Pericarditis

Overview

Pericarditis is an inflammation of the pericardium, the thin membrane that surrounds the heart. During pericarditis, fluid between the inner and outer layers of the pericardium may increase. If the fluid increases quickly, a condition known as cardiac tamponade, it could threaten the heart’s ability to function properly.

Causes

Usually, the cause of pericarditis is unknown, but may include

  • Infection (viral, bacterial, fungal or parasitic)

  • Autoimmune disorders (i.e., systemic lupus erythematosus, rheumatoid arthritis or, scleroderma)

  • Inflammation after a heart attack

  • Chest trauma or injury

  • Cancer, tuberculosis, or kidney failure  

  • Medical therapies (certain medications, radiation therapy)

  • Heart surgery

Treatment

Your health care provider will determine your specific treatment, based on:

  • Your age, overall health and medical history

  • Severity of the disease

  • Cause of the disease

  • Your tolerance for specific medications, procedures, or therapies

  • Expectations for the course of the disease

  • Your opinion or preference

 

The goal of treatment for pericarditis is to determine and eliminate the cause of the disease. Treatment may include:

  • Medication (i.e., analgesics, anti-inflammatory drugs, or antibiotics)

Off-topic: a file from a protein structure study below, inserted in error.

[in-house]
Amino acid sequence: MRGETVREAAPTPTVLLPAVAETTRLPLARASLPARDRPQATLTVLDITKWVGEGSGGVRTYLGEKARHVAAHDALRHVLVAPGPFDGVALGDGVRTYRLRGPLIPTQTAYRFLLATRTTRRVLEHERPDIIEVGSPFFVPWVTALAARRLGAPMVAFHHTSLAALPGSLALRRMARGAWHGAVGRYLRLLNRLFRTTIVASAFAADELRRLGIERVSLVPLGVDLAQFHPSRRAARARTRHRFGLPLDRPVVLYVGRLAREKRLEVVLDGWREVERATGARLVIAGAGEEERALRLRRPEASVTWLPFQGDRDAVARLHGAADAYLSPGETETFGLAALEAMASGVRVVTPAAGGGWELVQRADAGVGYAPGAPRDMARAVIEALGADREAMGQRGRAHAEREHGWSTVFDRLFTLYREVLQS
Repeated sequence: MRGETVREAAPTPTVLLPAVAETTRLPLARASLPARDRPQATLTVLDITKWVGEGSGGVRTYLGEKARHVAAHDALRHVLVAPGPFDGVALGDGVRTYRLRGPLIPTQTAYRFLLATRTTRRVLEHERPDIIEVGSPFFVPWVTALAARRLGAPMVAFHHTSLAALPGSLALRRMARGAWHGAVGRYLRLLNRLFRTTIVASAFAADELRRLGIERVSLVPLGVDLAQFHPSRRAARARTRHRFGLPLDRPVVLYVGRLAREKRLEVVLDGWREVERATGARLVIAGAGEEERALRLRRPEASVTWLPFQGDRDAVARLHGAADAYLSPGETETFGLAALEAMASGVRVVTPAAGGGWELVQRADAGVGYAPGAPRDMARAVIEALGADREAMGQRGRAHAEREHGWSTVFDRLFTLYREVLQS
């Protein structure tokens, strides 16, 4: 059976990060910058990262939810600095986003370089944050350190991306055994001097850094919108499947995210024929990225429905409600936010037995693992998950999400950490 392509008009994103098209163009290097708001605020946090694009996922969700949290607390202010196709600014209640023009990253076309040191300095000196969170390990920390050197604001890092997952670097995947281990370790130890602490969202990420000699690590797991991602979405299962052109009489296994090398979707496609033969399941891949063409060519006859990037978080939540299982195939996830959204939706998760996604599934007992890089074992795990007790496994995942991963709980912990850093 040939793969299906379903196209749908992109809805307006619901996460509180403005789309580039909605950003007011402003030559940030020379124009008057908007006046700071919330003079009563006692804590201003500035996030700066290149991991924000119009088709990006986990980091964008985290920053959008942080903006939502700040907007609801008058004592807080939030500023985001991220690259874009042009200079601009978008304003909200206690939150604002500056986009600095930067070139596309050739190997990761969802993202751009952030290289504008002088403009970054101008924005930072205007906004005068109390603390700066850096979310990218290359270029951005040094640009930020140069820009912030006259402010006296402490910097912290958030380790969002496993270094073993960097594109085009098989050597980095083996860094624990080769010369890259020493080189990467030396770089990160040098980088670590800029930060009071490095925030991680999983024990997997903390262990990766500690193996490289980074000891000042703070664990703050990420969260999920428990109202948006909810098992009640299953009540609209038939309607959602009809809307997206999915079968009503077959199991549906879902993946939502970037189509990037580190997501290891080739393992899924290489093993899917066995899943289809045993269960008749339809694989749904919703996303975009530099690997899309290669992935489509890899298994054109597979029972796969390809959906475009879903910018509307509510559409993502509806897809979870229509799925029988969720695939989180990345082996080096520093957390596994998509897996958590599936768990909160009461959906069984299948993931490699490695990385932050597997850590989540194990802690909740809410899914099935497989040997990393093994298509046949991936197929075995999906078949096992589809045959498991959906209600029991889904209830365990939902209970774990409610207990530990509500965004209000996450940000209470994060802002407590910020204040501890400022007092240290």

• Aspiration or removal of excess fluid

  • Surgery

Pericarditis may last from two to six weeks, and there may be a recurrence of the disorder.

Symptoms

The following are the most common indicators of pericarditis:

  • Chest pain that:

    • Can be felt behind the breastbone, beneath the clavicle (collarbone), neck or left shoulder.

    • Is a sharp, piercing pain over the center or left side of the chest that increases if the person takes a deep breath and usually decreases if the person sits up or leans forward.

  • Fever

  • Pain when swallowing

  • Palpitations (irregular heart beats)

The symptoms of pericarditis may resemble other conditions or medical problems. Consult your health care provider for a diagnosis.

For an ambulance, please call:

Nassau or Suffolk: (516) 719-5000

Manhattan: (212) 434-4911

Queens, Brooklyn or Staten Island: (718) 747-4911

(888) 321-DOCS

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Representatives are available 24 hours a day, seven days a week. If this is an emergency dial 911.

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